Werner Scholem always took the road less traveled. Born in Berlin's Jewish middle class in 1895, he married a woman of humble origins and earned his living as an editor of "Die Roten Fahne" (The Red Flag, the central newspaper of the Communist Party of Germany or KPD). Scholem was eventually expelled from the KPD because of his criticism of Stalin. At the same time, the Nazis considered him an enemy par-excellence since he was both a communist and a Jew. In 1940, he was murdered at Buchenwald concentration camp.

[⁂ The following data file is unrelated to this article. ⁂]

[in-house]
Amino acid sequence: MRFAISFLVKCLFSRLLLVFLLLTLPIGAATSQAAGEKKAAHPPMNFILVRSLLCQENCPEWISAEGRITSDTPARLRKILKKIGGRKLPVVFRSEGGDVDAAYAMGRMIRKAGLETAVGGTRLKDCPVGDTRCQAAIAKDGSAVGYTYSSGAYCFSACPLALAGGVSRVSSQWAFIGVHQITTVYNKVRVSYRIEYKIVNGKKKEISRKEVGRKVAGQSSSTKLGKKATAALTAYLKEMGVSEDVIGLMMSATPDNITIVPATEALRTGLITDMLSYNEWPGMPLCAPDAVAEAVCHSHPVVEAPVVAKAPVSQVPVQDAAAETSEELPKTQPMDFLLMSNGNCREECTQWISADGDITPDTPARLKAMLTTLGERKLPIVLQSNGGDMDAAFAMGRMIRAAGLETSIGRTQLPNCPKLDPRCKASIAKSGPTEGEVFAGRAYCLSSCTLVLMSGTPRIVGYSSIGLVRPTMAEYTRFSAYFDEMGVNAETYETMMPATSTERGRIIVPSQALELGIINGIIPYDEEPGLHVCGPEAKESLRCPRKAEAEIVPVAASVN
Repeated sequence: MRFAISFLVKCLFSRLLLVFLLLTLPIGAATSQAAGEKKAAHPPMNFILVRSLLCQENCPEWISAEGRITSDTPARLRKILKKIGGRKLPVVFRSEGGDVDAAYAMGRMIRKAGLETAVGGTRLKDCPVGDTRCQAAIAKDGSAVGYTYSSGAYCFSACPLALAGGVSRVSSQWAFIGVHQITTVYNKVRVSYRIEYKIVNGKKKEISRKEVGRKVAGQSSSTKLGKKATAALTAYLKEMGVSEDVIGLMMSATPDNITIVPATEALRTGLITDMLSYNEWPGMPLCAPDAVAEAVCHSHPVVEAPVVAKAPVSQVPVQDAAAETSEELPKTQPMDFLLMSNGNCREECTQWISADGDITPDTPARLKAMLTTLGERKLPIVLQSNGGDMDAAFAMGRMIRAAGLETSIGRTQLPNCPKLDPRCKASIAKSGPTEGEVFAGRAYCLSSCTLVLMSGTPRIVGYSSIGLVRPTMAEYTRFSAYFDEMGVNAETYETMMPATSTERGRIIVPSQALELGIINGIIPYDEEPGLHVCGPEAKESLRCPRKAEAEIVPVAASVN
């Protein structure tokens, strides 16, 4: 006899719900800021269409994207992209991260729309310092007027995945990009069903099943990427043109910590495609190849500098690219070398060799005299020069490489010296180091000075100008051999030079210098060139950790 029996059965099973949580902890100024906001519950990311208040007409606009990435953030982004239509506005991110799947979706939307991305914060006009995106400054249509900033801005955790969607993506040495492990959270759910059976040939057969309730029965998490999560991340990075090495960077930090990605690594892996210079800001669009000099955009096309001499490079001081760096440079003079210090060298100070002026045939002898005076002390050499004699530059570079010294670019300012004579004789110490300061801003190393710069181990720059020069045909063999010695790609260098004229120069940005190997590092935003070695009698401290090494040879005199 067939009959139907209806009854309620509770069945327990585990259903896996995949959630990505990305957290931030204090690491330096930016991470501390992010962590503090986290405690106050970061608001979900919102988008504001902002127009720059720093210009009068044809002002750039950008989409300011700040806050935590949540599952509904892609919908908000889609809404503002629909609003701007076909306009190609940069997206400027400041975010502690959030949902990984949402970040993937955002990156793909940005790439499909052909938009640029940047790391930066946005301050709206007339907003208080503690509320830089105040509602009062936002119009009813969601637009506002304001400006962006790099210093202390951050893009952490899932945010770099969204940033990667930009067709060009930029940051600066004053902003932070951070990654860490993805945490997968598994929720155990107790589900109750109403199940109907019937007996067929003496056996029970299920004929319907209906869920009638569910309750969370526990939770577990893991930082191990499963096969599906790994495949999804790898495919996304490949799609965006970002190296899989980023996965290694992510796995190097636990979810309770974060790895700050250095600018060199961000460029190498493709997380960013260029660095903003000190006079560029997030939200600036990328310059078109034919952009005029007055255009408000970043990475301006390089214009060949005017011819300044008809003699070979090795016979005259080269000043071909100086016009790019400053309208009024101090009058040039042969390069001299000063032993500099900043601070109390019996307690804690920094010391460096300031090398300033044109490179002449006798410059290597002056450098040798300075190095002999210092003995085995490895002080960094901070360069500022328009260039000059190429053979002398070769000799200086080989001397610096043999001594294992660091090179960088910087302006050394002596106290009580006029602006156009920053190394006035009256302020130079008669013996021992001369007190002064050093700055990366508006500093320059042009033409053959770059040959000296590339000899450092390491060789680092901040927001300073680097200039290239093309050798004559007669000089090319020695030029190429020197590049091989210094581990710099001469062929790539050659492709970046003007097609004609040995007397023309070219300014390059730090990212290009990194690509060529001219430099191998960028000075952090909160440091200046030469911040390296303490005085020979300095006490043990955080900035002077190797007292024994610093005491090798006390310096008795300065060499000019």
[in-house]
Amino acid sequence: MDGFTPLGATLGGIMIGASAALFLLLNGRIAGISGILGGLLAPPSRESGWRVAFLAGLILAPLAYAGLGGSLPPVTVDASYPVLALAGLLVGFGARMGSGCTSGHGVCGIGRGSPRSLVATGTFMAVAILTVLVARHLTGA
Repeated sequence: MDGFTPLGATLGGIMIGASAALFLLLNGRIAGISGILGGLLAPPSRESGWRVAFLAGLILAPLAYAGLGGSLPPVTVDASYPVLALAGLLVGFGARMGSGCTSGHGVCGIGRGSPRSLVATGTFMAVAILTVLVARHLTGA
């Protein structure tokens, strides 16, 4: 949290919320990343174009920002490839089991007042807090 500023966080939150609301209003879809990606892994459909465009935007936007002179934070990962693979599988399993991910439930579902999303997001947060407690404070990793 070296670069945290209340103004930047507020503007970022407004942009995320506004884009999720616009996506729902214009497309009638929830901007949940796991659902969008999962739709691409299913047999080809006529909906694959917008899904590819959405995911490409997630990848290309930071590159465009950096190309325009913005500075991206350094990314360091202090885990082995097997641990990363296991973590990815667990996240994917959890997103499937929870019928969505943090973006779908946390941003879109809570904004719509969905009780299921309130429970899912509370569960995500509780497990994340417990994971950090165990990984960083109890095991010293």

Scholem's biography is the essence of an entire epoch. He exemplified the internal fractures of German society and the living conditions of Jews in Germany during the interwar period. Mirjam Zadoff's thoughtful biography explores these trends through interviews with witnesses and newly published personal chronicles.